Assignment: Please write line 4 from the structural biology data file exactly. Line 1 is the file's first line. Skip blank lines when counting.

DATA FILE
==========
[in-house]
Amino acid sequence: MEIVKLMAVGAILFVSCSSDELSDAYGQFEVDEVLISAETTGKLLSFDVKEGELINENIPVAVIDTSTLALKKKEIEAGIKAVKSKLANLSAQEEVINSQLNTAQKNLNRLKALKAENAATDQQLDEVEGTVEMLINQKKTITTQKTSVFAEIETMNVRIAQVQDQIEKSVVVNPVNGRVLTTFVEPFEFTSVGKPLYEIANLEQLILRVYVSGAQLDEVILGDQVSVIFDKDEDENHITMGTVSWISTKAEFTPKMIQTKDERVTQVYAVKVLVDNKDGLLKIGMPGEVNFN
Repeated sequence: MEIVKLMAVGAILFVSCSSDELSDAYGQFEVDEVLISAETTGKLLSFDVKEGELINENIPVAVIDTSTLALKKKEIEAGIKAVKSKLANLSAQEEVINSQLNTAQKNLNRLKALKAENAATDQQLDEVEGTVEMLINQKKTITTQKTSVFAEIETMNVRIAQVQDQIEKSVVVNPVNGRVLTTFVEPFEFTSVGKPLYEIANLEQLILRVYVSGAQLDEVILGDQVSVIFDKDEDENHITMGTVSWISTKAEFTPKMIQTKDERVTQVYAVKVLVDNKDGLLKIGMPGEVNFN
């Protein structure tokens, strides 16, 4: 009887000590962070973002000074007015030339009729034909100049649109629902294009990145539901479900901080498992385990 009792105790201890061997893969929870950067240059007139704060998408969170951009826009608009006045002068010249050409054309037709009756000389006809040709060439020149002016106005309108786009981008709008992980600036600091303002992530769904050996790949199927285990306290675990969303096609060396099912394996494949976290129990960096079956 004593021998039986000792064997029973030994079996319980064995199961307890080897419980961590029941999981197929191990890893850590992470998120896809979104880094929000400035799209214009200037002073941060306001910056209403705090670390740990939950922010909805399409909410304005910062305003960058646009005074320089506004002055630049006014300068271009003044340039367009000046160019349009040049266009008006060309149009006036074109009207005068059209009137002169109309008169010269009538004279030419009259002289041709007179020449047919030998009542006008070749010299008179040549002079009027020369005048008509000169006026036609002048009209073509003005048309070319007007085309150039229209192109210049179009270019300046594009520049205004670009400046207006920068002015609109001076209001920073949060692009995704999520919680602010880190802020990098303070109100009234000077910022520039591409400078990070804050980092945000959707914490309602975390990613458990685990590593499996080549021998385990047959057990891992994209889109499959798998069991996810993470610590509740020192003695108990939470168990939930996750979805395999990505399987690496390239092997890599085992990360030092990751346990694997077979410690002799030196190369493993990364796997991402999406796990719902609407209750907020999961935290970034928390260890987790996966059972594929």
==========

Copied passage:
């Protein structure tokens, strides 16, 4: 009887000590962070973002000074007015030339009729034909100049649109629902294009990145539901479900901080498992385990 009792105790201890061997893969929870950067240059007139704060998408969170951009826009608009006045002068010249050409054309037709009756000389006809040709060439020149002016106005309108786009981008709008992980600036600091303002992530769904050996790949199927285990306290675990969303096609060396099912394996494949976290129990960096079956 004593021998039986000792064997029973030994079996319980064995199961307890080897419980961590029941999981197929191990890893850590992470998120896809979104880094929000400035799209214009200037002073941060306001910056209403705090670390740990939950922010909805399409909410304005910062305003960058646009005074320089506004002055630049006014300068271009003044340039367009000046160019349009040049266009008006060309149009006036074109009207005068059209009137002169109309008169010269009538004279030419009259002289041709007179020449047919030998009542006008070749010299008179040549002079009027020369005048008509000169006026036609002048009209073509003005048309070319007007085309150039229209192109210049179009270019300046594009520049205004670009400046207006920068002015609109001076209001920073949060692009995704999520919680602010880190802020990098303070109100009234000077910022520039591409400078990070804050980092945000959707914490309602975390990613458990685990590593499996080549021998385990047959057990891992994209889109499959798998069991996810993470610590509740020192003695108990939470168990939930996750979805395999990505399987690496390239092997890599085992990360030092990751346990694997077979410690002799030196190369493993990364796997991402999406796990719902609407209750907020999961935290970034928390260890987790996966059972594929």